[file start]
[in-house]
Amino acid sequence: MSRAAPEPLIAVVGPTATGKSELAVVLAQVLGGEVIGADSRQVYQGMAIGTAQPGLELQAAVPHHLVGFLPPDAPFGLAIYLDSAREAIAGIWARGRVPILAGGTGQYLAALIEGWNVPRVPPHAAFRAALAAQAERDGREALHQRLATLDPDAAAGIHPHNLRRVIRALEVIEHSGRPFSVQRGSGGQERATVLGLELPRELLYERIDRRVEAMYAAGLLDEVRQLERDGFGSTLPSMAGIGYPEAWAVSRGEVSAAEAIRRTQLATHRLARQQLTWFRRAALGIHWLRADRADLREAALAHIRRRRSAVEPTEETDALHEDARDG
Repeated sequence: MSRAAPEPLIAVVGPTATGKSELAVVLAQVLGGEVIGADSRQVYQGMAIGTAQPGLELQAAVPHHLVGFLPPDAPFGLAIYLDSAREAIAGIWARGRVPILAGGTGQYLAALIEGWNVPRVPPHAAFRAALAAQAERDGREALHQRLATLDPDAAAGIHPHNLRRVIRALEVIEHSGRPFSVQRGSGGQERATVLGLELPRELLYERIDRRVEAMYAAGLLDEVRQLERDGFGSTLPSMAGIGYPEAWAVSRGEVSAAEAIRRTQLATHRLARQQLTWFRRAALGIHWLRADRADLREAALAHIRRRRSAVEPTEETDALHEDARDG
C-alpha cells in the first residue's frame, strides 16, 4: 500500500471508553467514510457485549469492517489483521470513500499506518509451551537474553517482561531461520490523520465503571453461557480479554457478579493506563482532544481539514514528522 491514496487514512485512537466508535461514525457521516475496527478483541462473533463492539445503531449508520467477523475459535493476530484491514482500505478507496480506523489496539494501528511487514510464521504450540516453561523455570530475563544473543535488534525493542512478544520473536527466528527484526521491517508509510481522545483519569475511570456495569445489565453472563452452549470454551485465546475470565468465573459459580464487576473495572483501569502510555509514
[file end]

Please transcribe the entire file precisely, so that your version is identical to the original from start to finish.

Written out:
[in-house]
Amino acid sequence: MSRAAPEPLIAVVGPTATGKSELAVVLAQVLGGEVIGADSRQVYQGMAIGTAQPGLELQAAVPHHLVGFLPPDAPFGLAIYLDSAREAIAGIWARGRVPILAGGTGQYLAALIEGWNVPRVPPHAAFRAALAAQAERDGREALHQRLATLDPDAAAGIHPHNLRRVIRALEVIEHSGRPFSVQRGSGGQERATVLGLELPRELLYERIDRRVEAMYAAGLLDEVRQLERDGFGSTLPSMAGIGYPEAWAVSRGEVSAAEAIRRTQLATHRLARQQLTWFRRAALGIHWLRADRADLREAALAHIRRRRSAVEPTEETDALHEDARDG
Repeated sequence: MSRAAPEPLIAVVGPTATGKSELAVVLAQVLGGEVIGADSRQVYQGMAIGTAQPGLELQAAVPHHLVGFLPPDAPFGLAIYLDSAREAIAGIWARGRVPILAGGTGQYLAALIEGWNVPRVPPHAAFRAALAAQAERDGREALHQRLATLDPDAAAGIHPHNLRRVIRALEVIEHSGRPFSVQRGSGGQERATVLGLELPRELLYERIDRRVEAMYAAGLLDEVRQLERDGFGSTLPSMAGIGYPEAWAVSRGEVSAAEAIRRTQLATHRLARQQLTWFRRAALGIHWLRADRADLREAALAHIRRRRSAVEPTEETDALHEDARDG
C-alpha cells in the first residue's frame, strides 16, 4: 500500500471508553467514510457485549469492517489483521470513500499506518509451551537474553517482561531461520490523520465503571453461557480479554457478579493506563482532544481539514514528522 491514496487514512485512537466508535461514525457521516475496527478483541462473533463492539445503531449508520467477523475459535493476530484491514482500505478507496480506523489496539494501528511487514510464521504450540516453561523455570530475563544473543535488534525493542512478544520473536527466528527484526521491517508509510481522545483519569475511570456495569445489565453472563452452549470454551485465546475470565468465573459459580464487576473495572483501569502510555509514